Now the UK has voted to leave the EU, Butterfly Conservation along with many other wildlife charities must face the reality of a future without the cloak of EU wildlife legislation and the benefits of many EU schemes.
Although BC focusses on butterflies and moths, we cannot achieve this in isolation and have a strong interest in conserving all wildlife, especially the habitats where Lepidoptera live and breed. Wildlife is often dramatically affected by human activities but gets no vote. The nature NGOs provide a voice for wildlife and we need to work together to ensure that voice is heard at this critical time.
Across the EU, the Habitats Directive has given strong protection to top wildlife sites, including many crucial habitats of butterflies and moths. Other Directives have required us to improve water quality and a wide range of other environmental features that benefit Lepidoptera. When the UK ceases to be bound by this Directive (which may be two or more years away), site protection will revert to the (usually weaker) laws of domestic wildlife legislation and the system of Sites of Special Scientific Interest (SSSIs or Areas of SSI in N Ireland). A key task of wildlife NGOs to make sure that this legislation, and the lists of threatened species, is implemented as effectively as possible.
The UK is also bound by a wide array of other conventions and directives on nature protection that are outside the EU. We are signatures to the Convention on Biological Diversity (CBD) and its 20 Aichi targets, one of which (target 12) specifically states that the status of threatened species must be improved and sustained. The UK is also a signatory to the 1979 Bern Convention on the Conservation of European Wildlife and Natural Habitats. Each UK country has translated these commitments into its own Biodiversity Strategies, each of which sets out targets for habitats and species. We must continue to hold the Government to account on these commitments as well.
Aside from legislation, the other immediate threat to butterflies and moths is what will happen to agri-environmental schemes that are co-funded from the EU Common Agricultural Policy. These schemes give payments to farmers to manage their land in an environmentally sensitive way and have been crucial in getting many top wildlife sites into appropriate management. Thanks to the efforts of BC, many top sites for our most threatened butterflies and moths are now covered by such schemes, which are the basis of most of our landscape conservation projects. Again, we will work with other NGOs to ensure that they are replaced, hopefully with even better schemes that combine food production with conserving nature as an irreplaceable asset that is enjoyed and valued by the British people.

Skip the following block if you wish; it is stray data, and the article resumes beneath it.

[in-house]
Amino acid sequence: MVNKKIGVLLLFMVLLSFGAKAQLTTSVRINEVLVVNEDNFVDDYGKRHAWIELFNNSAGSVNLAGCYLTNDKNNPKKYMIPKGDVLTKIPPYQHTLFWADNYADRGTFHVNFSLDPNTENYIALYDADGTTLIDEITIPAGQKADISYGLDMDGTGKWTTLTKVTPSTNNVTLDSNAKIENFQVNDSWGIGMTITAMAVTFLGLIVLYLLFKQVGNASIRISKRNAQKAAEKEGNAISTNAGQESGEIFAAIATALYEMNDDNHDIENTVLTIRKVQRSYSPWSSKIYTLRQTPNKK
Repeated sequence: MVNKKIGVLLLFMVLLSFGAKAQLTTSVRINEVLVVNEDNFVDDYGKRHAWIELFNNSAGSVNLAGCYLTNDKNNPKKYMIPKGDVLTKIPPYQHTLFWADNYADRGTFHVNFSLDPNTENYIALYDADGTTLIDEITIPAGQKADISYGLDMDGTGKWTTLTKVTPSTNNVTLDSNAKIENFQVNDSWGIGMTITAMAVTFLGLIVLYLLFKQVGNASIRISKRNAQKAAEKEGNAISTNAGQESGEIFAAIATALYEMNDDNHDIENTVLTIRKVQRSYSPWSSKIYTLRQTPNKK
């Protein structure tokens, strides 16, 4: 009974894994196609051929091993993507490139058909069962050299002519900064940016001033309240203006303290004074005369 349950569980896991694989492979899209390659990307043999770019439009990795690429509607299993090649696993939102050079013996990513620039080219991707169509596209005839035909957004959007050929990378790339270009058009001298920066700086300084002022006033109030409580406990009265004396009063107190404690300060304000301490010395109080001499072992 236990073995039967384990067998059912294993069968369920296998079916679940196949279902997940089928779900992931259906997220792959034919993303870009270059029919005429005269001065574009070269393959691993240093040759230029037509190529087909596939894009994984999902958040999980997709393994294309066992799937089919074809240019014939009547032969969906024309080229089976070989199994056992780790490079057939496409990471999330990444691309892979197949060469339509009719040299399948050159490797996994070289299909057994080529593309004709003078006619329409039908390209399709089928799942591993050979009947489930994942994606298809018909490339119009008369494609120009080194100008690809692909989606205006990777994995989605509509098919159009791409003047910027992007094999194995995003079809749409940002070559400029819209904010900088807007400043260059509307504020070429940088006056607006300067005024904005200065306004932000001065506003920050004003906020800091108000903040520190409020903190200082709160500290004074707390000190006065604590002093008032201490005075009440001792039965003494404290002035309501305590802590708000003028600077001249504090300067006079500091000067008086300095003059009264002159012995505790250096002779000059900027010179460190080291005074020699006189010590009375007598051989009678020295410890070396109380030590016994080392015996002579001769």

Under the auspices of Butterfly Conservation Europe, we have a strong interest in conserving butterflies and moths across the continent, regardless of the political structures that are in place in each country. We now have a network of 45 Partners in 36 countries (many not in the EU), providing a unique body of expertise to tackle Lepidoptera conservation. We will continue to support this network and I have given my own personal commitment to help them when I step down as Chief Executive at the end of the year. This good work will carry on.
There is no doubt that leaving the EU will pose some risks to wildlife but there may also be opportunities. BC will be working with other NGOs to make sure we get the best possible outcomes for nature and species.
It is also important for BC members and supporters to continue to give their full support for our work. We need your help now more than ever to ensure we do not lose the hard won gains of recent years. With your support we are achieving some notable successes on the ground, reversing the decline of many threatened species. This vital effort must continue while the UK goes through the process of Brexit.
Dr Martin Warren
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